arthrokinematics, osteokinematics, load managements, and adaptation contribution to pain and injury. In these
cases loads exceed capacity of the tissues resilience resulting in damage to tissue. 2/6
13/03/2018 Biomechanics Vs. Pain Science: Bridging the clinical divide! (Part 1) — Accelerated Motion Physiotherapy

However, these conditions are neither necessary or sufficient circumstances to explain the experience of pain
(Ref). As an example, in 1995 Fisher and colleagues published an emergency department case in which a 29
year-old builder had stepped on a 15 cm nail. As he was in significant pain, with the slightest movement of
the nail causing agony, he was sedated and the nail was removed (Ref). However, upon inspection the foot
was entirely uninjured, as the nail had gone between his toes despite being proximal to the steel toe of his
boot. This is an example of tissue damage not being necessary for pain.

When signs of tissue damage are not painfully obvious (pun intended) then altering load on biomechanics
principles leads to a slippery slope of reasoning. However, this is to say that pain science and respecting
symptom irritability do go hand-in-hand. The concept of monitoring irritability goes back a long way in many
clinical reasoning methodologies (Maitland, McKenzie, Mulligan, etc.), however pain science allows us to
say it is ok if a patient experiences pain, and that avoiding pain all together is not necessary for good
outcomes nor is it a helpful message to send to patients that pain is always in charge. In fact, a systematic
review and meta-analysis by Smith (2017; Ref) examining the role of painful verses pain-free exercise in the
management of persistant musculoskeletal pain (>3 months) concluded that protocols involving painful
exercises demonstrated significant short-term improvements over pain-free exercise; however, this difference
was not seen maintained over the medium or long term.

P E R F O R M A N C E – PA I N S C I E N C E O R B I O M E C H A N I C S ?

Yes! And… (“Yes, and” is basically the theme of this blog – Thanks Jeff Moore)

Obviously moving well and understanding how to move objects well is important to performance, that is why
sports biomechanics is a field. A study by Weinchester (et al., 2005; Ref) demonstrated that 4 weeks of 3
times weekly technique coaching improved the performance of the power clean Olympic lift in those with at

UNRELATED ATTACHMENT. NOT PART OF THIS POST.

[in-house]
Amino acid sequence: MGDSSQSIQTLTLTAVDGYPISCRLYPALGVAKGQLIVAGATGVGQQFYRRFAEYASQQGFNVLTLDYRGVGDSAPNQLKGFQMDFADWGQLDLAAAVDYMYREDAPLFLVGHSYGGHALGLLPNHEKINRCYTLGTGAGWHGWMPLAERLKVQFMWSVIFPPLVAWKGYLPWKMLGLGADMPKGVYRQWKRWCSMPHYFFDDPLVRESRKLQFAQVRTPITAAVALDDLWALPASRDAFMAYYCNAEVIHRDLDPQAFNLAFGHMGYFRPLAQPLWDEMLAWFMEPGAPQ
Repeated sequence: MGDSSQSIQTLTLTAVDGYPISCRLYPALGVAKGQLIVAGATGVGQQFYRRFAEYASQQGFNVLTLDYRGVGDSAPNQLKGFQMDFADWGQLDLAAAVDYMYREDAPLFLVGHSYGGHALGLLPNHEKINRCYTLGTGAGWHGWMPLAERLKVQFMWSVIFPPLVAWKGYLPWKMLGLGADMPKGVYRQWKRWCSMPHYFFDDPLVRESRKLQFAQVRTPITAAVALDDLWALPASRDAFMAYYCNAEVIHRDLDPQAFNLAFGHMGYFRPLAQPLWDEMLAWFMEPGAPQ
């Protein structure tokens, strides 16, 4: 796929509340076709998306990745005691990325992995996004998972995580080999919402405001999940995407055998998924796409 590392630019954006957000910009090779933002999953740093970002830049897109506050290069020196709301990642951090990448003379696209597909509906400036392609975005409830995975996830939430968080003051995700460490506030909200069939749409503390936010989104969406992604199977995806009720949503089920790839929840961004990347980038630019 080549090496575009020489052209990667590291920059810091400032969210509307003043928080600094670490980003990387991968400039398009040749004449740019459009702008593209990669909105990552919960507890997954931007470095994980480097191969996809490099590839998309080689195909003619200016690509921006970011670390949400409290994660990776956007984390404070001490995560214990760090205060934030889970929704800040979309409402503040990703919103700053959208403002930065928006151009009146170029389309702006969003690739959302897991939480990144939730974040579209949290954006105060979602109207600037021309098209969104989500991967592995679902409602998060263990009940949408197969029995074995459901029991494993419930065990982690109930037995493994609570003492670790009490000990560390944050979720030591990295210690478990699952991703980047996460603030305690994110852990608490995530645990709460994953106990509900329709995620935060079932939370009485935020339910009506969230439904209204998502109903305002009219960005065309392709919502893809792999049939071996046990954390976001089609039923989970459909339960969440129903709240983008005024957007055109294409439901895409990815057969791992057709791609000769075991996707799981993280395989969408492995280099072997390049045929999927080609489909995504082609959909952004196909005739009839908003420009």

least one year experience with this movement (basically picking a heavy barbell off the floor up to your
shoulders). They observed that with technique focused training subjects improved both power, force, and
velocity of the bar, as well as improved bar path (roughly less horizontal movement of the bar leading to the
bar getting higher off the ground with a straighter path). Similarly, leg stiffness (i.e. minimal change in leg
length with high ground reaction force) is associated with improved sprint performance, and the movement
and coordination is an important aspect of coaching sprint athletes (Harrison 2010; Ref). A study of
competitive Olympic weightlifters showed that initial direction of bar velocity predicted success verses
unsuccessful snatch lifts (again lifting a heavy bar off the ground, but this time over head) (Gourgouils et al.,
2009; Ref). Interestingly, there were no other differences in kinematics or kinetics of the lower limb and bar 3/6
that predicted success.
13/03/2018 Biomechanics Vs. Pain Science: Bridging the clinical divide! (Part 1) — Accelerated Motion Physiotherapy

These studies suggest skilled movement can be taught, learned and improve performance. However, the story
doesn’t stop here. Performance is influenced by psychosocial variables as well (this is why there are sport
psychologists). Gould and colleagues (1999; Ref) identified that for successful Olympic team sports
experienced, “crowd and family or friend support, utilized mental preparation, and were highly focused and
committed. Teams that failed to meet expectations experienced planning and team cohesion problems, lacked
experience, faced travel problems, experienced coaching problems, and encountered problems related to focus
and commitment.”

A very interesting study by Moore (et al., 2012; Ref) examined the effects of “challenge” or “threat” states on
performance of a golf putting task. Briefly, these authors explain that prior to a task the individual evaluates
whether they have the resources to cope with the task demands. If they evaluate that they have the resources,
then a challenge state arises (associated with positive and negative emotions, improved performance and
increased cardiovascular function), if not then a threat state arises (associated with negative emotions, poor
performance, and decreased cardiac function).

Moore and colleagues found that by manipulating the task instructions and setting positive or negative